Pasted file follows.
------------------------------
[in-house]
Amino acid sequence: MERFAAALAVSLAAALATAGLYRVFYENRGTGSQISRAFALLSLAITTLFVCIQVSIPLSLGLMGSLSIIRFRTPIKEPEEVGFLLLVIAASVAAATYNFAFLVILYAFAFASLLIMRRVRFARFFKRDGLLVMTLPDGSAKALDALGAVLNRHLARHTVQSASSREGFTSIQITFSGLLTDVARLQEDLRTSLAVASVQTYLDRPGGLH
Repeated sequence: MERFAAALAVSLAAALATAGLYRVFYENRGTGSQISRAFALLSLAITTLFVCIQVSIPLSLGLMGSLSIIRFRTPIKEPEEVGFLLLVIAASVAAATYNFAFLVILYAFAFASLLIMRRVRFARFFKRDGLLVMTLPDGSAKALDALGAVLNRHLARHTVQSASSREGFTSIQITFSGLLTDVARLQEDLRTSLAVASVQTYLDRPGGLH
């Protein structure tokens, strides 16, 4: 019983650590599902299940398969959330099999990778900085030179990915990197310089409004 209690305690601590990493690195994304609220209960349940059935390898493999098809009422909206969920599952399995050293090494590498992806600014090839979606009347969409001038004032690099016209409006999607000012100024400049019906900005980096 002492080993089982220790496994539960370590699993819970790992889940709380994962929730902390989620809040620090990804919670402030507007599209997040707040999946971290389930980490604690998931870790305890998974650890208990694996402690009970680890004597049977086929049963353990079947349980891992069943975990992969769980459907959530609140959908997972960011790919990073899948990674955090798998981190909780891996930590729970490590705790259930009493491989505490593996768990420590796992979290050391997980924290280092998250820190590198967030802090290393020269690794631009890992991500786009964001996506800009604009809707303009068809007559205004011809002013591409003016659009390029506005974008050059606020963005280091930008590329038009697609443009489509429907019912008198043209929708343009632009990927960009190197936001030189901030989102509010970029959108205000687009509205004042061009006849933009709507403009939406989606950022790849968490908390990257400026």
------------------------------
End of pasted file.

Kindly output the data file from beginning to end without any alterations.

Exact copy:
[in-house]
Amino acid sequence: MERFAAALAVSLAAALATAGLYRVFYENRGTGSQISRAFALLSLAITTLFVCIQVSIPLSLGLMGSLSIIRFRTPIKEPEEVGFLLLVIAASVAAATYNFAFLVILYAFAFASLLIMRRVRFARFFKRDGLLVMTLPDGSAKALDALGAVLNRHLARHTVQSASSREGFTSIQITFSGLLTDVARLQEDLRTSLAVASVQTYLDRPGGLH
Repeated sequence: MERFAAALAVSLAAALATAGLYRVFYENRGTGSQISRAFALLSLAITTLFVCIQVSIPLSLGLMGSLSIIRFRTPIKEPEEVGFLLLVIAASVAAATYNFAFLVILYAFAFASLLIMRRVRFARFFKRDGLLVMTLPDGSAKALDALGAVLNRHLARHTVQSASSREGFTSIQITFSGLLTDVARLQEDLRTSLAVASVQTYLDRPGGLH
């Protein structure tokens, strides 16, 4: 019983650590599902299940398969959330099999990778900085030179990915990197310089409004 209690305690601590990493690195994304609220209960349940059935390898493999098809009422909206969920599952399995050293090494590498992806600014090839979606009347969409001038004032690099016209409006999607000012100024400049019906900005980096 002492080993089982220790496994539960370590699993819970790992889940709380994962929730902390989620809040620090990804919670402030507007599209997040707040999946971290389930980490604690998931870790305890998974650890208990694996402690009970680890004597049977086929049963353990079947349980891992069943975990992969769980459907959530609140959908997972960011790919990073899948990674955090798998981190909780891996930590729970490590705790259930009493491989505490593996768990420590796992979290050391997980924290280092998250820190590198967030802090290393020269690794631009890992991500786009964001996506800009604009809707303009068809007559205004011809002013591409003016659009390029506005974008050059606020963005280091930008590329038009697609443009489509429907019912008198043209929708343009632009990927960009190197936001030189901030989102509010970029959108205000687009509205004042061009006849933009709507403009939406989606950022790849968490908390990257400026």